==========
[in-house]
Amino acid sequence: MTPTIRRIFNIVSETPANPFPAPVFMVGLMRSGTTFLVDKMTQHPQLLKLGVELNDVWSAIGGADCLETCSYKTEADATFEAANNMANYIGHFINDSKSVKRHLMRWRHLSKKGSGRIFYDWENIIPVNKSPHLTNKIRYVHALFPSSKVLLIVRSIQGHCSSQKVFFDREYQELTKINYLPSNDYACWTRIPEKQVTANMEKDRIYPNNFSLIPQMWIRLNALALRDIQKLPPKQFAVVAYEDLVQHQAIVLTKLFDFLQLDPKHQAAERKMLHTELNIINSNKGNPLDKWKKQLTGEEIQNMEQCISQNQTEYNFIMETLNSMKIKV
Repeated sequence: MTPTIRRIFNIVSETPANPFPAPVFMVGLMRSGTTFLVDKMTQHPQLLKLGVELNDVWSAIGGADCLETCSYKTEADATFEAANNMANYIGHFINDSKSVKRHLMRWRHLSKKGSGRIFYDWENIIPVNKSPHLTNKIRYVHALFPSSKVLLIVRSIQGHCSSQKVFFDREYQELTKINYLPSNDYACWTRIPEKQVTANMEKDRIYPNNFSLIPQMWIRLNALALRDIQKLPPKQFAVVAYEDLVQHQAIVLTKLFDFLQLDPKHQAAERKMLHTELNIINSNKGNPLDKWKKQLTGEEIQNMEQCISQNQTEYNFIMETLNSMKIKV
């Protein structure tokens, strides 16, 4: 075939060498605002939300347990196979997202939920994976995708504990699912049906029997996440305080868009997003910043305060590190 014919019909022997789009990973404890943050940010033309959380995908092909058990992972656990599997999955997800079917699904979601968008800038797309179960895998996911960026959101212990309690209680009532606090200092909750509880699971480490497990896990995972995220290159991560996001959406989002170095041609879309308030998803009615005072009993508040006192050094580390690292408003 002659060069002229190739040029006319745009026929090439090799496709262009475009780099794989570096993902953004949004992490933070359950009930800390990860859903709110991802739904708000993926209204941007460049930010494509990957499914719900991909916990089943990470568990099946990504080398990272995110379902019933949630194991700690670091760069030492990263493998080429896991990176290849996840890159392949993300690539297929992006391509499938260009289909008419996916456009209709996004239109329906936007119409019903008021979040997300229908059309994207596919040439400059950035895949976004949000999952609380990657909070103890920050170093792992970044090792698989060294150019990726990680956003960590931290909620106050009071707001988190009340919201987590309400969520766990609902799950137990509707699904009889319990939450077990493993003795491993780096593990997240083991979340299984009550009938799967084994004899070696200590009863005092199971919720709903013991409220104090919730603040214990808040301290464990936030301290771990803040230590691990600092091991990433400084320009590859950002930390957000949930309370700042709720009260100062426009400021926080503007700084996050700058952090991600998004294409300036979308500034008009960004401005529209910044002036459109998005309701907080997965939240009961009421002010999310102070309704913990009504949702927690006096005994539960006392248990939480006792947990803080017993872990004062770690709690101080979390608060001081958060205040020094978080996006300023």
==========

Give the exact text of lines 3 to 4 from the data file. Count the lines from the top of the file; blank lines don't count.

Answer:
Repeated sequence: MTPTIRRIFNIVSETPANPFPAPVFMVGLMRSGTTFLVDKMTQHPQLLKLGVELNDVWSAIGGADCLETCSYKTEADATFEAANNMANYIGHFINDSKSVKRHLMRWRHLSKKGSGRIFYDWENIIPVNKSPHLTNKIRYVHALFPSSKVLLIVRSIQGHCSSQKVFFDREYQELTKINYLPSNDYACWTRIPEKQVTANMEKDRIYPNNFSLIPQMWIRLNALALRDIQKLPPKQFAVVAYEDLVQHQAIVLTKLFDFLQLDPKHQAAERKMLHTELNIINSNKGNPLDKWKKQLTGEEIQNMEQCISQNQTEYNFIMETLNSMKIKV
């Protein structure tokens, strides 16, 4: 075939060498605002939300347990196979997202939920994976995708504990699912049906029997996440305080868009997003910043305060590190 014919019909022997789009990973404890943050940010033309959380995908092909058990992972656990599997999955997800079917699904979601968008800038797309179960895998996911960026959101212990309690209680009532606090200092909750509880699971480490497990896990995972995220290159991560996001959406989002170095041609879309308030998803009615005072009993508040006192050094580390690292408003 002659060069002229190739040029006319745009026929090439090799496709262009475009780099794989570096993902953004949004992490933070359950009930800390990860859903709110991802739904708000993926209204941007460049930010494509990957499914719900991909916990089943990470568990099946990504080398990272995110379902019933949630194991700690670091760069030492990263493998080429896991990176290849996840890159392949993300690539297929992006391509499938260009289909008419996916456009209709996004239109329906936007119409019903008021979040997300229908059309994207596919040439400059950035895949976004949000999952609380990657909070103890920050170093792992970044090792698989060294150019990726990680956003960590931290909620106050009071707001988190009340919201987590309400969520766990609902799950137990509707699904009889319990939450077990493993003795491993780096593990997240083991979340299984009550009938799967084994004899070696200590009863005092199971919720709903013991409220104090919730603040214990808040301290464990936030301290771990803040230590691990600092091991990433400084320009590859950002930390957000949930309370700042709720009260100062426009400021926080503007700084996050700058952090991600998004294409300036979308500034008009960004401005529209910044002036459109998005309701907080997965939240009961009421002010999310102070309704913990009504949702927690006096005994539960006392248990939480006792947990803080017993872990004062770690709690101080979390608060001081958060205040020094978080996006300023």